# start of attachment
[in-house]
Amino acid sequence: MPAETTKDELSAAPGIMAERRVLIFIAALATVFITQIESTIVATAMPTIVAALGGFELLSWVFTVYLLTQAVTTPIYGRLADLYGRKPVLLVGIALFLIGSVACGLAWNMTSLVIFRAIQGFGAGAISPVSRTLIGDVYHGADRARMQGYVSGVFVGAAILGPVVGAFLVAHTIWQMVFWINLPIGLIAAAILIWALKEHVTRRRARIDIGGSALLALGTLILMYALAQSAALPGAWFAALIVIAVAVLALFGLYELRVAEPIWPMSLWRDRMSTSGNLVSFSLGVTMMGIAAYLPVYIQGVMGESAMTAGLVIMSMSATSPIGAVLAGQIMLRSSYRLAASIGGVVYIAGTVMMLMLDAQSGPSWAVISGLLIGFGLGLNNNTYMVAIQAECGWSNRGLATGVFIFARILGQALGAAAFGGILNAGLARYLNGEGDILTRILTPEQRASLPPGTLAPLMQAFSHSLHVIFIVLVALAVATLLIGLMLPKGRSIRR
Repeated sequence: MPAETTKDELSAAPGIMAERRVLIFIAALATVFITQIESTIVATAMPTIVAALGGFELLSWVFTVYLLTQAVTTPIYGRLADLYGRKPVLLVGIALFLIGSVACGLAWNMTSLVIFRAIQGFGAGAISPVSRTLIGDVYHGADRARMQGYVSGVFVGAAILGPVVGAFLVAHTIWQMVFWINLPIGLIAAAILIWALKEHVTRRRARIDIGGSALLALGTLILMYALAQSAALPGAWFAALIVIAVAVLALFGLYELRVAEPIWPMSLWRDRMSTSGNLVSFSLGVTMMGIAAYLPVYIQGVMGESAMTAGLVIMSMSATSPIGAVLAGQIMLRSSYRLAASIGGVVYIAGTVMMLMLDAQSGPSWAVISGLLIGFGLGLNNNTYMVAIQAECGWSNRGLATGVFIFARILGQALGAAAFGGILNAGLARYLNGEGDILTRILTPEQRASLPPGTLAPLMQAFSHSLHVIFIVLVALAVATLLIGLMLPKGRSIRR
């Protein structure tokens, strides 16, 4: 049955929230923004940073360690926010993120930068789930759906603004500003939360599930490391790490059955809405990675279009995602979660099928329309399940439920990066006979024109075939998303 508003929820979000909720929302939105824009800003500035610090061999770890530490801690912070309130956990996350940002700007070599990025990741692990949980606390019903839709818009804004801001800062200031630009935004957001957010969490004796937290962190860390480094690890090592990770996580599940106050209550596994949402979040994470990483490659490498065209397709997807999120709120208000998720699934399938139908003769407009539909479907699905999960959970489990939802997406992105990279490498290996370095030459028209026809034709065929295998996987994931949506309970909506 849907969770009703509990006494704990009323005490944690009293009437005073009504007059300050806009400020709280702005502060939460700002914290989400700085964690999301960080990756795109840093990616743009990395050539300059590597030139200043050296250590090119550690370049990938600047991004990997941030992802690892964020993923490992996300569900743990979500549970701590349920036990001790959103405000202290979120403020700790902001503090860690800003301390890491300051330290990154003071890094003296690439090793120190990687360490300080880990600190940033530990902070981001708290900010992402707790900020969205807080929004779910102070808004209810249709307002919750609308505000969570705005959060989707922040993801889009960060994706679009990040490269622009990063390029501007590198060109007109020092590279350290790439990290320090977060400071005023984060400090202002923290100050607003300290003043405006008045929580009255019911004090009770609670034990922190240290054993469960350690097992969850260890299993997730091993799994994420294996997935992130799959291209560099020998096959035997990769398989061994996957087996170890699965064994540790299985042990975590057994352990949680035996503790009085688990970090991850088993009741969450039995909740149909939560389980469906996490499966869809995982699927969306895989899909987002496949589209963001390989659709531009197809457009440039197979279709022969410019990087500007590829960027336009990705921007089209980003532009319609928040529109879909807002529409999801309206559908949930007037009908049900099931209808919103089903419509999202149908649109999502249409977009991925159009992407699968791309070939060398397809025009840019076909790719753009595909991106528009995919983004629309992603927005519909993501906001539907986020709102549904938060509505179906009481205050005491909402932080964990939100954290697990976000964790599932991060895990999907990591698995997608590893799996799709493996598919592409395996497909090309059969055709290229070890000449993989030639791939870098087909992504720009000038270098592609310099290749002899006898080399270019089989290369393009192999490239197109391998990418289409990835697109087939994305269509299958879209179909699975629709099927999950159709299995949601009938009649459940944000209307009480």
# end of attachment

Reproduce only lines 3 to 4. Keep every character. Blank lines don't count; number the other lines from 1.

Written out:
Repeated sequence: MPAETTKDELSAAPGIMAERRVLIFIAALATVFITQIESTIVATAMPTIVAALGGFELLSWVFTVYLLTQAVTTPIYGRLADLYGRKPVLLVGIALFLIGSVACGLAWNMTSLVIFRAIQGFGAGAISPVSRTLIGDVYHGADRARMQGYVSGVFVGAAILGPVVGAFLVAHTIWQMVFWINLPIGLIAAAILIWALKEHVTRRRARIDIGGSALLALGTLILMYALAQSAALPGAWFAALIVIAVAVLALFGLYELRVAEPIWPMSLWRDRMSTSGNLVSFSLGVTMMGIAAYLPVYIQGVMGESAMTAGLVIMSMSATSPIGAVLAGQIMLRSSYRLAASIGGVVYIAGTVMMLMLDAQSGPSWAVISGLLIGFGLGLNNNTYMVAIQAECGWSNRGLATGVFIFARILGQALGAAAFGGILNAGLARYLNGEGDILTRILTPEQRASLPPGTLAPLMQAFSHSLHVIFIVLVALAVATLLIGLMLPKGRSIRR
């Protein structure tokens, strides 16, 4: 049955929230923004940073360690926010993120930068789930759906603004500003939360599930490391790490059955809405990675279009995602979660099928329309399940439920990066006979024109075939998303 508003929820979000909720929302939105824009800003500035610090061999770890530490801690912070309130956990996350940002700007070599990025990741692990949980606390019903839709818009804004801001800062200031630009935004957001957010969490004796937290962190860390480094690890090592990770996580599940106050209550596994949402979040994470990483490659490498065209397709997807999120709120208000998720699934399938139908003769407009539909479907699905999960959970489990939802997406992105990279490498290996370095030459028209026809034709065929295998996987994931949506309970909506 849907969770009703509990006494704990009323005490944690009293009437005073009504007059300050806009400020709280702005502060939460700002914290989400700085964690999301960080990756795109840093990616743009990395050539300059590597030139200043050296250590090119550690370049990938600047991004990997941030992802690892964020993923490992996300569900743990979500549970701590349920036990001790959103405000202290979120403020700790902001503090860690800003301390890491300051330290990154003071890094003296690439090793120190990687360490300080880990600190940033530990902070981001708290900010992402707790900020969205807080929004779910102070808004209810249709307002919750609308505000969570705005959060989707922040993801889009960060994706679009990040490269622009990063390029501007590198060109007109020092590279350290790439990290320090977060400071005023984060400090202002923290100050607003300290003043405006008045929580009255019911004090009770609670034990922190240290054993469960350690097992969850260890299993997730091993799994994420294996997935992130799959291209560099020998096959035997990769398989061994996957087996170890699965064994540790299985042990975590057994352990949680035996503790009085688990970090991850088993009741969450039995909740149909939560389980469906996490499966869809995982699927969306895989899909987002496949589209963001390989659709531009197809457009440039197979279709022969410019990087500007590829960027336009990705921007089209980003532009319609928040529109879909807002529409999801309206559908949930007037009908049900099931209808919103089903419509999202149908649109999502249409977009991925159009992407699968791309070939060398397809025009840019076909790719753009595909991106528009995919983004629309992603927005519909993501906001539907986020709102549904938060509505179906009481205050005491909402932080964990939100954290697990976000964790599932991060895990999907990591698995997608590893799996799709493996598919592409395996497909090309059969055709290229070890000449993989030639791939870098087909992504720009000038270098592609310099290749002899006898080399270019089989290369393009192999490239197109391998990418289409990835697109087939994305269509299958879209179909699975629709099927999950159709299995949601009938009649459940944000209307009480």